By The Rev’d Canon B. Keith Allen
The Heart of the Gun Issue
The tragedy of the Ash Wednesday shooting at Marjory Stoneman Douglas High School has dominated the daily news. It has sparked a national conversation, which has quickly turned into a debate on civil liberty and gun control. I have been engaged in many conversations with Christians who want to respond to this event. The following is my attempt to respond in a way that shows Christian compassion, civic wisdom, and common sense.
The first consideration is that the root problem cannot be fixed simply by legislation or law enforcement. It is a spiritual problem; it begins in our heart. Our culture has embraced death and denied the dignity of life for the unborn, the ill, and the elderly. In addition, we have removed from our public conscience the reality of a Creator God who made us all with a purpose and in His image.
The psalmist reminds us, “I am fearfully and wonderfully made…Your eyes saw my unformed substance; in your book were written, every one of them, the days that were formed for me, when as yet there was none of them.” (Psalm 139:14-16, ESV) The long-term solution is for the Church to remember this truth and to engage the culture of death by standing for all life and showing the dignity of all people. Sharing the good news of Christ not only from the pulpit, but also in the public square.
Christ sent us into the world to be witnesses and to make disciples. To this end, we must support students who seek to lead Bible studies, support youth workers who seek to love students and show them how to live for Christ and stand together to live the gospel in the world. This is the only way to see the culture change! It will take time, so there are others things we must also consider.
The second consideration is that the Constitution gives each of us the right to bear arms. Our forefathers enshrined this into our founding as a way to ensure the protection of all our rights against enemies foreign or domestic. As I stated above guns are not the root problem, but they are the instruments used in mass shootings. Therefore, the right to bear arms should not conflict with having conversations about things such as background checks, bump stocks, assault rifles, and large capacity magazines.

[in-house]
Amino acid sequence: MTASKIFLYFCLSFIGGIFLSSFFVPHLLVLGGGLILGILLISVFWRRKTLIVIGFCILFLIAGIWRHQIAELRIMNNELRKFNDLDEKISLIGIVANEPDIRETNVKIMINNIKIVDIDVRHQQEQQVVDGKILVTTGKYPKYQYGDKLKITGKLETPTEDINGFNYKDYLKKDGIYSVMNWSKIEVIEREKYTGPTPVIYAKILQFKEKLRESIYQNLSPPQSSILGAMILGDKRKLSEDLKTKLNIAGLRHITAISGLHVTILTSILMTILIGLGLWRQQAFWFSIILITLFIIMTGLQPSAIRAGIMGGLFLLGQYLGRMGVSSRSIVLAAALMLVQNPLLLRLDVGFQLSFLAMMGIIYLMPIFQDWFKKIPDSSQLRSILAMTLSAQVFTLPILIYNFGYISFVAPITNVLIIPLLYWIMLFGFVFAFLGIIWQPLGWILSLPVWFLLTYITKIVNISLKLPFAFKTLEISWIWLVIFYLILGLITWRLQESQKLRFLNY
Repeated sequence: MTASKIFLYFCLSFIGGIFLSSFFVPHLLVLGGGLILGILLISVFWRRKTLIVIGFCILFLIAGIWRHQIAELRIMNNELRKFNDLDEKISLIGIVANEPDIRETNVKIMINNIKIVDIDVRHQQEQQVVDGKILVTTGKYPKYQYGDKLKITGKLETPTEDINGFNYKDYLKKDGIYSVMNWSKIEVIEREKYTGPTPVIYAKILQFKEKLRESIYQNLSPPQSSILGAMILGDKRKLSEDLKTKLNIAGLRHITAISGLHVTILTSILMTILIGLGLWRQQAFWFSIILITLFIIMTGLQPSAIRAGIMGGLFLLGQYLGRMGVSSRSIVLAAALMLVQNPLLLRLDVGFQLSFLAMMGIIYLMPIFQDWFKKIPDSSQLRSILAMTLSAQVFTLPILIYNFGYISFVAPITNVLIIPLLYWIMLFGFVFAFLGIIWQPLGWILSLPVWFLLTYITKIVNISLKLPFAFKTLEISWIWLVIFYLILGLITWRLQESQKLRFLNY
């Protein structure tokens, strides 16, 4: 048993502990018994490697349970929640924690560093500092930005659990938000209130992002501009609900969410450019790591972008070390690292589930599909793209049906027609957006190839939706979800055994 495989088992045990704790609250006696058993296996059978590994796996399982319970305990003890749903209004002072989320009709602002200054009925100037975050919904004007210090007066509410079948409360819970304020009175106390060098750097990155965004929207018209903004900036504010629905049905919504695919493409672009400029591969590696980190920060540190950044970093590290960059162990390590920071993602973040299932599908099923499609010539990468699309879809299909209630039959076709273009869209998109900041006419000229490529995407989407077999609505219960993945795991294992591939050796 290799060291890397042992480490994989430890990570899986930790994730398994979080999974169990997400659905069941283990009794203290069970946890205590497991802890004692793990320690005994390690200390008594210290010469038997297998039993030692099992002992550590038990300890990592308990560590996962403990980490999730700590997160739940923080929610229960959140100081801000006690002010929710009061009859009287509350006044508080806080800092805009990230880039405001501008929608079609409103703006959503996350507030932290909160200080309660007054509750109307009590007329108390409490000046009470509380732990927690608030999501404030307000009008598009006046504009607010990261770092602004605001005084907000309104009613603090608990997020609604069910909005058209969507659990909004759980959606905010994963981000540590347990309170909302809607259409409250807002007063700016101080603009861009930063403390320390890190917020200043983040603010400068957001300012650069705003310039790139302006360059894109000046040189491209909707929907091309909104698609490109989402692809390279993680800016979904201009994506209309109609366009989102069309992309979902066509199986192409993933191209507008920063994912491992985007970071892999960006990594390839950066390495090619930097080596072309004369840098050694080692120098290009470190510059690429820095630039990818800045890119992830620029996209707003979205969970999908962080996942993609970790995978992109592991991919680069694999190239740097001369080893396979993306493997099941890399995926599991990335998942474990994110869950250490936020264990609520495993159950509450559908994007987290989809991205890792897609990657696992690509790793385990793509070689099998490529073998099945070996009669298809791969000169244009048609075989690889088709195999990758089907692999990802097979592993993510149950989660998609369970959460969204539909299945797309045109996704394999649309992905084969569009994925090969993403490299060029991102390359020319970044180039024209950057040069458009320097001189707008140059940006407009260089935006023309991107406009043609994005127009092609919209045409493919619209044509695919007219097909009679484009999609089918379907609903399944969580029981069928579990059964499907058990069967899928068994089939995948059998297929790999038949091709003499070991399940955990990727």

As a hunter and outdoorsman, I own guns. However, I am hard pressed to see the need for these items to enjoy hunting, clay shooting, or target shooting. They don’t aid in personal self-defense either. They seem designed for combat situations more so than recreational activities. If that were the case, limiting their availability would not hinder the rights of the average gun owner, but would aid in the safety of our citizenry.
As a Christian, I enjoy the right of gun ownership, but also need to think beyond my rights to what is right for all. We must strengthen the background checks for all gun purchases, we must have greater cooperation and collaboration between law enforcement and the mental health community, and we must think carefully about reasonable limitations to assault rifles, bump stocks, and large capacity magazines.
The final consideration is that of security. There is an imminent threat to all students and educators! While we work to address the root problem of the heart and work on legislation and civil protections, we must also take immediate steps to increase the security of our schools. There are structural matters that will limit access to those who would seek to do harm, but these will take time to implement. There are changes as to how we train students and teachers to respond to threats, which will increase the safety of our students and educators.
However, common sense demands that there be a real conversation about how to immediately arm security personnel, those who have been trained to provide a real deterrent to those who would seek to do harm. These can be police officers, licensed security guards, or school personnel that volunteer to be trained. Each community can determine that. What cannot be allowed is for the next gunman seeking to do harm be able to encounter another school that is defenseless.
As I stated, the above is my attempt to answer hard questions with Christian compassion, civic wisdom, and common sense. I hope my thoughts help to create more conversation, not controversy, and together we call all take steps to real solutions for the long-term heart issues and the immediate concerns for safety.
The Rev’d Canon B. Keith Allen has been the Rector of Holy Trinity since January 2010. Father Keith and his wife, Kim, have two children, Kat and John Calvin. Find more info at htacms.org.